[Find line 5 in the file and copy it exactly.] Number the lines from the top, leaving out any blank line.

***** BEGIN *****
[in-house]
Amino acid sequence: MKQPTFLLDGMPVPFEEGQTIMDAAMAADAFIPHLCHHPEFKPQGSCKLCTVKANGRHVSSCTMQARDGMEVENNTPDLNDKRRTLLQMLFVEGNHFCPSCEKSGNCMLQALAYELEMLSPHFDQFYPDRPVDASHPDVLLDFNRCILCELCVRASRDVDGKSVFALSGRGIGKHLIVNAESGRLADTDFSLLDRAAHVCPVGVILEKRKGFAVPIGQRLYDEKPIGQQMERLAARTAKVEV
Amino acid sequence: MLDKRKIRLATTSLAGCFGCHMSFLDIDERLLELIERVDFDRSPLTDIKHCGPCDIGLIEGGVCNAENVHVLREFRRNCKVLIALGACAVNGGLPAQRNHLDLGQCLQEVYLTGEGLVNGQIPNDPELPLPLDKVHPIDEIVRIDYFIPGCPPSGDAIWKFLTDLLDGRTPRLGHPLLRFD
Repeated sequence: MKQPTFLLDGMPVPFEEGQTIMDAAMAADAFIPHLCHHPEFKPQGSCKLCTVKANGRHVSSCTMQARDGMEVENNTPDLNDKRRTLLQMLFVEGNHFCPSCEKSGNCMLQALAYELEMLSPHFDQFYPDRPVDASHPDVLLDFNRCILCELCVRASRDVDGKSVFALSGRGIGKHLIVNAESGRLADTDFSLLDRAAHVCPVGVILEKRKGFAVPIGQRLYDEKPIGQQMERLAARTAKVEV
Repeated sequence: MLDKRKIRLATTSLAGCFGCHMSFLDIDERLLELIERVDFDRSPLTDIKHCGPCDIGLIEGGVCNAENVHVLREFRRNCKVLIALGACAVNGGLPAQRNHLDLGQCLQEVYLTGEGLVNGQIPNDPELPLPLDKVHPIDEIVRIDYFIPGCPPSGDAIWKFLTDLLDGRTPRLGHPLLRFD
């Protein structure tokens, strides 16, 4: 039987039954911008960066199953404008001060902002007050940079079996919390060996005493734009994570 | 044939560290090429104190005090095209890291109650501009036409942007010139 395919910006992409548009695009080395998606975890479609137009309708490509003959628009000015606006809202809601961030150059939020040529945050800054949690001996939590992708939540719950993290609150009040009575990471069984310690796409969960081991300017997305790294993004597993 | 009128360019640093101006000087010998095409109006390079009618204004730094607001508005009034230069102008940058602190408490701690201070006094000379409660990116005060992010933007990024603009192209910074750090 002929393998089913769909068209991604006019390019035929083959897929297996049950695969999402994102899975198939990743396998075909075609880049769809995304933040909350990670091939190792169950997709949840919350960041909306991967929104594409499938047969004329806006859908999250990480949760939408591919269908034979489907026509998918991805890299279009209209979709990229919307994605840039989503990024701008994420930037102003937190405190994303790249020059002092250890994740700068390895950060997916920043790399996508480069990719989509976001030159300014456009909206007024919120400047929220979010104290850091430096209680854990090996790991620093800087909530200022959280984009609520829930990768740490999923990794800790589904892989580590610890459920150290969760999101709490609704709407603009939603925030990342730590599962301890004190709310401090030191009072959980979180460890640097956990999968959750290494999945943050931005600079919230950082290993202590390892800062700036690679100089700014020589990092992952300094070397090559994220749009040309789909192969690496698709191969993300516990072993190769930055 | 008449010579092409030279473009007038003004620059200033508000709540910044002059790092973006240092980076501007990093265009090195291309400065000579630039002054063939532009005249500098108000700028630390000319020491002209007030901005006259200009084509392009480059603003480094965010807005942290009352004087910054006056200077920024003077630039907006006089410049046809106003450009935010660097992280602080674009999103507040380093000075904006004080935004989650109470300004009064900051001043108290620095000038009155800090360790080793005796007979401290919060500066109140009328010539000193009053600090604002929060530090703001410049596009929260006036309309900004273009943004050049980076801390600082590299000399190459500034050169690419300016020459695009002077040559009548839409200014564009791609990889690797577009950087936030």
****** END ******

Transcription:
Repeated sequence: MLDKRKIRLATTSLAGCFGCHMSFLDIDERLLELIERVDFDRSPLTDIKHCGPCDIGLIEGGVCNAENVHVLREFRRNCKVLIALGACAVNGGLPAQRNHLDLGQCLQEVYLTGEGLVNGQIPNDPELPLPLDKVHPIDEIVRIDYFIPGCPPSGDAIWKFLTDLLDGRTPRLGHPLLRFD